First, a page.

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Cross stitch

cross stitch illustration

To work a cross stitch, bring the needle through the fabric in the bottom left hand corner of the "square" to be filled (1). Take the needle back down in the opposite diagonal corner of the "square" (2) and bring it up in the bottom right corner (3). Complete the cross stitch by taking the needle back to the wrong side in the top left corner (4), thus creating the second diagonal line. If a row of cross stitches is to be worked, they may be worked either as individual stitches or by working steps 1 and 2 across the row and working steps 3 and 4 on the way back. All cross stitches should have the same diagonal line on top, otherwise the stitches will reflect the light differently, affecting the look of the finished work.

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French knot

French knot illustration

To work a French knot, bring the thread out at the required position, hold the thread with the thumb and wrap the thread twice round the needle. Hold the twists on the needle with the index finger and re-insert the needle close to where it came out. When the needle is halfway through the fabric, stop and arrange the knot neatly but not too tightly on the surface of the fabric. Gently pull the needle and thread though. If the knot disappears you may have twisted the thread the wrong way round the needle. Varying the number of times the thread is wrapped round the needle point will vary the size of the knot but 2 or 3 wraps is most common.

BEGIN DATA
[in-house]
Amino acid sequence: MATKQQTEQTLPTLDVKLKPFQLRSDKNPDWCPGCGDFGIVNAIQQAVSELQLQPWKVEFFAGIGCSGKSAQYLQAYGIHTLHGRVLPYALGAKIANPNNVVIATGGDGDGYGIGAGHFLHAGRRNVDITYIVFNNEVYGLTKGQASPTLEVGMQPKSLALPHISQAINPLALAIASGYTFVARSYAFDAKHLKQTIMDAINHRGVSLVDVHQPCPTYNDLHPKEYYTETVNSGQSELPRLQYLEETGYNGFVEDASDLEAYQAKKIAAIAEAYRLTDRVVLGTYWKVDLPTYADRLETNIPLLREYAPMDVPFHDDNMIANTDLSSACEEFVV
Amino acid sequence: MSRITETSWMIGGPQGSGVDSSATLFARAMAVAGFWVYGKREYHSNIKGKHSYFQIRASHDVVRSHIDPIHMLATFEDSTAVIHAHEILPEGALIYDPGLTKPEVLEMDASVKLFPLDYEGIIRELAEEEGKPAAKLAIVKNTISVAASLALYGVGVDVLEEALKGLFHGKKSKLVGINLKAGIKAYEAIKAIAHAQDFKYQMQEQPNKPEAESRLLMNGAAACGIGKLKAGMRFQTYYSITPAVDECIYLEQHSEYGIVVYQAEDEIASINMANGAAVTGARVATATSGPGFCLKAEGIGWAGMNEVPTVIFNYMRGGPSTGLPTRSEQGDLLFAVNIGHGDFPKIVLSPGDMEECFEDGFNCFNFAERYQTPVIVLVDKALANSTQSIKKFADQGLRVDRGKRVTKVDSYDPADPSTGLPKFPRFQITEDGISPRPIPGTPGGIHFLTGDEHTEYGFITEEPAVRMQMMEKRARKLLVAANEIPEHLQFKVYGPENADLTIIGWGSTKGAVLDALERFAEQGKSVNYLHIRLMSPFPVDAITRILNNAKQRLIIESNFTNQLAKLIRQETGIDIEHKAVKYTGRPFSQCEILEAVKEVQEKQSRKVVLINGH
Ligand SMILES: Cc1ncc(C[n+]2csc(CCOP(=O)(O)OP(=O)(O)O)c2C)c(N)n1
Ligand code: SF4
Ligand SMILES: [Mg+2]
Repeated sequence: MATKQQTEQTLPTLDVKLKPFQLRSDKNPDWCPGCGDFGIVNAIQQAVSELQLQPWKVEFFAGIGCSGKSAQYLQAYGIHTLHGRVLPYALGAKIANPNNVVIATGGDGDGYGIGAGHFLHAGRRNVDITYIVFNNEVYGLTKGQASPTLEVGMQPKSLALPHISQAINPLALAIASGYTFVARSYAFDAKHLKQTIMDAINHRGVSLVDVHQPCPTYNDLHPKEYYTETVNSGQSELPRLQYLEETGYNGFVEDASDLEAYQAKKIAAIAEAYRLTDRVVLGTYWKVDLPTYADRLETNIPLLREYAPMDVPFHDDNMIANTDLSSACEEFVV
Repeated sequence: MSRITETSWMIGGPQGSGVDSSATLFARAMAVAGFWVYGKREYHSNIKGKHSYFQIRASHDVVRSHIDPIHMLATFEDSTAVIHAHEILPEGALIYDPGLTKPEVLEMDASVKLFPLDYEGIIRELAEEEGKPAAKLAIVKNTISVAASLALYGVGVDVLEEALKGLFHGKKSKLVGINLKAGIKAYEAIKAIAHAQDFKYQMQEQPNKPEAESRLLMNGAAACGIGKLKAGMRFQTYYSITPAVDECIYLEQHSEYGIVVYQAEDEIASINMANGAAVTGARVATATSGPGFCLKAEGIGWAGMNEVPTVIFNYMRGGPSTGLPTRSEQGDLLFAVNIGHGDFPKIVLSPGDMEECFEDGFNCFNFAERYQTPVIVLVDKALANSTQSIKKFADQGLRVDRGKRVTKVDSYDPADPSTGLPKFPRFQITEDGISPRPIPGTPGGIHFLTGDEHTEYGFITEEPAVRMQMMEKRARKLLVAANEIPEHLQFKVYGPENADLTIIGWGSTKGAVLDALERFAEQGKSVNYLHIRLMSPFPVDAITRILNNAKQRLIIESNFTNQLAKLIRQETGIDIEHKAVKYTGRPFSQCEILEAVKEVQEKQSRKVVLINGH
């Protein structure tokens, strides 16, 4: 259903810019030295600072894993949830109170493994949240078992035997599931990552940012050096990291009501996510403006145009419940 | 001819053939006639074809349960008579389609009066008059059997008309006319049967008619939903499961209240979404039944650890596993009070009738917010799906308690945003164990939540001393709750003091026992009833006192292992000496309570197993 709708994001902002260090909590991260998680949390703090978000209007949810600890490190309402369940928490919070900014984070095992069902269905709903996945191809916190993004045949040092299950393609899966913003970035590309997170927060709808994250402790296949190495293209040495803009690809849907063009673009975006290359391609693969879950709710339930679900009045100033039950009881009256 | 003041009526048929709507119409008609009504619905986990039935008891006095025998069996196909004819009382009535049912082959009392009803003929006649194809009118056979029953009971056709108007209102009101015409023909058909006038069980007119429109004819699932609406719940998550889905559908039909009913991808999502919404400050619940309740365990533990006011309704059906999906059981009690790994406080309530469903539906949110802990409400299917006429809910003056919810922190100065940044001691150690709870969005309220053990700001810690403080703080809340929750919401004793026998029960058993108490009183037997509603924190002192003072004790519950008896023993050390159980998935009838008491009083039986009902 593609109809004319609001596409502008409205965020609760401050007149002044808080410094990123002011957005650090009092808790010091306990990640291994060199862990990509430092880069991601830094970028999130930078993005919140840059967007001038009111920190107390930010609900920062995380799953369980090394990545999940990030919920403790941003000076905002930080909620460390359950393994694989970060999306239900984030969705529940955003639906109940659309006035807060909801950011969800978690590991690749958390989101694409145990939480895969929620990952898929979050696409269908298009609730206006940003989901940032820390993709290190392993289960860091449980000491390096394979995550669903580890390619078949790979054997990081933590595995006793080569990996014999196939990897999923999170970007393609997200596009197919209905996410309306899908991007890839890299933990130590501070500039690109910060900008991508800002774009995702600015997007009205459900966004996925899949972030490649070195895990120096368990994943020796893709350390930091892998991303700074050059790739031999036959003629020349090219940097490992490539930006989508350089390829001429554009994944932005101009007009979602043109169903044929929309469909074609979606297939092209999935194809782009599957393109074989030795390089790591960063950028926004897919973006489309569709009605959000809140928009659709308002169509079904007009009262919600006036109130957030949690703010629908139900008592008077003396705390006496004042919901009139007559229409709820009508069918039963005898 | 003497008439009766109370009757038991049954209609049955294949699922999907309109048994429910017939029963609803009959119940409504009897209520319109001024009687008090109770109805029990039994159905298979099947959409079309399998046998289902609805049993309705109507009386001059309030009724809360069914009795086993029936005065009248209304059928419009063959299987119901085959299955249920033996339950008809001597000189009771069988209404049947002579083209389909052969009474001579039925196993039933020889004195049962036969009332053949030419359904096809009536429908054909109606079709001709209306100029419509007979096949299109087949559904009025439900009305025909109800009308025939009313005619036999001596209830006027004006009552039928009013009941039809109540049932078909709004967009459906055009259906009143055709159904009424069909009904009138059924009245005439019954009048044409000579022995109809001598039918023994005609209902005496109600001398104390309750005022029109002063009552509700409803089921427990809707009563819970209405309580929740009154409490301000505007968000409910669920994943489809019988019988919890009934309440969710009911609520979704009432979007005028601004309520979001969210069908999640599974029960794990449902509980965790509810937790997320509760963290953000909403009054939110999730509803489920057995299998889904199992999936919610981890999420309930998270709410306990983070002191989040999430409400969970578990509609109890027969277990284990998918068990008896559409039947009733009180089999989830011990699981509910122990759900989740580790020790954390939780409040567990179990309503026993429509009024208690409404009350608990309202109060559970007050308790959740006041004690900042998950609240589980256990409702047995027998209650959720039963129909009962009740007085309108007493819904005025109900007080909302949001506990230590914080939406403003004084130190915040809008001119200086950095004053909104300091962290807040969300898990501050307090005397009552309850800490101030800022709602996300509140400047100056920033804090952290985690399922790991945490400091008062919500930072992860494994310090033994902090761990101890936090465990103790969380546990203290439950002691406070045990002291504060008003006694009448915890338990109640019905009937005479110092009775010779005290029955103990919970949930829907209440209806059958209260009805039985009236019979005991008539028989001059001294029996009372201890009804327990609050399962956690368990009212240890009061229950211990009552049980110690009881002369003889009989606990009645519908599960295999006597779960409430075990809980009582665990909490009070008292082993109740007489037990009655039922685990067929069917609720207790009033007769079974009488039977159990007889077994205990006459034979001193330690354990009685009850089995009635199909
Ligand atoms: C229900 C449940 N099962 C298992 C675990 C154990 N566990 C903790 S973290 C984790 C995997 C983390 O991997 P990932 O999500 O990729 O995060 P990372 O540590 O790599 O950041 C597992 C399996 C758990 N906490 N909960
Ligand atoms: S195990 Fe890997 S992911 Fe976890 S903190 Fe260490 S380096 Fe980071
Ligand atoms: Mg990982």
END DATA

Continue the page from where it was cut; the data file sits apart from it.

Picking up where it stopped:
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Running stitch

running stitch illustration

To work a line of running stitches, bring the needle through the fabric at one end of the line. Take it back to the wrong side, on the line, a full stitch length away from where it emerged, and then bring it back up another stitch length away from where it last passed through the fabric. Continue along the line in this way, ensuring all the stitches and the gaps between the stitches are the same length. Working back along the row, filling the gaps and creating a solid line of stitches is known as double running stitch or Holbein stitch and is used for outlining in preference to backstitch, particularly in blackwork.

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Stem stitch

Stem stitch illustration

To work stem stitch, bring the needle up on the line to be covered and take a fairly short stitch while holding the loop of thread to one side. Bring the needle halfway back along the stitch formed and pull the first stitch into place. Continue in the same manner. When using stem stitch to cover a curved line, ensure the needle always passes the previous stitch on the inner edge of the curve. This will create a smooth curve.

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Straight stitch

straight stitch illustration

To work a straight stitch, simply bring the needle through the fabric at one end of the stitch and return it to the wrong side at the opposite end of the stitch. Take care not to pull the thread too tightly as this could pucker and distort the work.